Habitat; yarrow is indigenous to Europe and Asia, though it has successfully naturalized world-wide. It may be seen along road-sides, pastures, in old cultivated fields or gardens. Yarrow does best in well-drained soil and a sunny position, withstands droughts but will survive in damp and shady spots. It has the ability to displace desirable vegetation through it’s rapidly spreading rhizomes/roots and seeds.
Traditional and Historical uses; the Ancient Greeks used yarrow on the battlefield to staunch bleeding wounds. It’s name achillea is thought to come from the hero of greek legends Achilles who used the plant to staunch his wound. Many different Native American Indian tribes used yarrow. It is ranked as one of their most useful and important herbs. To name but a few uses; antinflammatory for joint and rheumatic pain, sciatica, tooth-ache, head-aches, ear pain, for bites and stings, wounds, internal and external bleeding, burns and boils, nose bleeds, as a general tonic, for colds and influenza, eye infections, as an insect repellent, and a deodorant. In Ayurvedic medicine yarrow is used for the respiratory, digestive and circulatory systems.
Dr Christopher lists yarrow as one of his 10 most important herbs, particularly for it’s diaphoretic (sweat inducing) properties. He suggests it’s use for fevers, eruptive diseases (measles, chicken pox etc) haemorrhage of lungs and bowels, bladder disorders, diarrhoea, dysentry, typhoid fever, diabetes, piles, rheumatism to name but a few.
Therapeutic actions; antiseptic, antioxidant, antimicrobial, analgesic, vasodilator, astringent, vulnerary, haemostatic, vasodilator, carminative, hepatoprotective, antispasmodic, emmenagogue, anti-inflammatory, digestive, diuretic, diaphoretic.
Constituents; as many as 82 constituents have been identified in yarrow; Some of these include; sterols, monoterpenes, triterpines, sesquiterpene lactones, a-pinene, b-pinene, limonene, sabinene, flavonoids, achilleine, camphor, azulenes, caryophyllene, caffeic acid, chlorogenic acid, salicylic acid.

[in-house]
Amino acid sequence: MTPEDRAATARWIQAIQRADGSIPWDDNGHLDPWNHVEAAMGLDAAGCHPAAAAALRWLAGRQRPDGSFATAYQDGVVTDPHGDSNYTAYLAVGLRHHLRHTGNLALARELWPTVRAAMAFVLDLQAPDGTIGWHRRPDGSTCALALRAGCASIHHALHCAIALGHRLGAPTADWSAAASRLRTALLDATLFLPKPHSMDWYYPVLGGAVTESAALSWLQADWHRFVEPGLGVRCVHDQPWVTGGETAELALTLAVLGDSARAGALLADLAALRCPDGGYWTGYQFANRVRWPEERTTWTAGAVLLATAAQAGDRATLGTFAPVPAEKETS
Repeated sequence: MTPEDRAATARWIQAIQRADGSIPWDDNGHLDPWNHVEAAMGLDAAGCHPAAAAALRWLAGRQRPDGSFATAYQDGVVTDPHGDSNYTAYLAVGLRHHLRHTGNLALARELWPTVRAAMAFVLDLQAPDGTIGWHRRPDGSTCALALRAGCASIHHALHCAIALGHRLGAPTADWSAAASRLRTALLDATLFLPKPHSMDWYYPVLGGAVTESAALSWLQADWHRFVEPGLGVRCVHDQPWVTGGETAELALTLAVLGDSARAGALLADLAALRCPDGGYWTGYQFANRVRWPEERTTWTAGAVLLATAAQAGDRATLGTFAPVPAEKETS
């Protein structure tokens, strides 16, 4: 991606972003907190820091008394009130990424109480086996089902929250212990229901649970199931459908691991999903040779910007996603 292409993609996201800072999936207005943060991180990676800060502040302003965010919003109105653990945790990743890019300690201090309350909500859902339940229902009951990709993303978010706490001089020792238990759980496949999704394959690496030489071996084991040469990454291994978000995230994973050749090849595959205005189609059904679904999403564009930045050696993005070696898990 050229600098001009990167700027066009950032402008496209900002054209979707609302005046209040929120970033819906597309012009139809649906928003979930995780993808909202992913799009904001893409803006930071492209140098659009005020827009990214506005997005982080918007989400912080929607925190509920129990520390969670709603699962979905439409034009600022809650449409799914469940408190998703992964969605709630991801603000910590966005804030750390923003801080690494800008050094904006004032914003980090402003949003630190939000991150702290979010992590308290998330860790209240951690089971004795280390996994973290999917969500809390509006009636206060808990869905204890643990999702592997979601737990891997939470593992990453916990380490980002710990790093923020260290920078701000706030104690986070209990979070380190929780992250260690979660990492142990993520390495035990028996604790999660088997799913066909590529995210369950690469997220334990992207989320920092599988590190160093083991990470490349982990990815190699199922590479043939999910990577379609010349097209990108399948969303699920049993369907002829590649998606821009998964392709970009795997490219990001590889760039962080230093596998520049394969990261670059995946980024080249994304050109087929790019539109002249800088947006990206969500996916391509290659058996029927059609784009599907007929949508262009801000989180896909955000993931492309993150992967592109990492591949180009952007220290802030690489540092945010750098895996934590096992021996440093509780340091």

Current herbal uses; Externally; wounds, bleeding wounds, nosebleeds, haemorrhoids & varicose veins. Internally; excessive menstruation & dysmenorrhoea, PMT, irregular menses. Gastrointestinal complaints such as indigestion, heartburn, reflux, irritable bowel, chronic diarrhoea, ucerative colitis and lack of appetite. As a digestive tonic. At the onset of colds, influenza and fevers take yarrow tea (1-2 tsp dried yarrow tops or 1/4 cup fresh plant infused in 1-2 cups hot water) This simple treatment helps your body clear the infection and induces sweating and increases urine flow. High blood pressure, acts as a circulatory stimulant & blood purifier. In rheumatism, gout and arthritis.
Contra-indications; prolonged use can cause photosensitivity. The volatile oil is not to be used during pregnancy as it can relax the uterine muscles. Not to be used in epileptic patients. Not be used by those who are allergic to the aster family of plants.
Gardening Applications; yarrow can be invasive, but is said to be an excellent companion plant by improving the health of plants growing nearby, as well as soil fertility. It will attract beneficial insects into the garden such as predatory wasps and ladybirds.
Food uses; the flowers and leaves are used in the manufacture of some liquors, some european beers and herbal bitters.
P.O Box 251, Silverdale, Auckland, NZ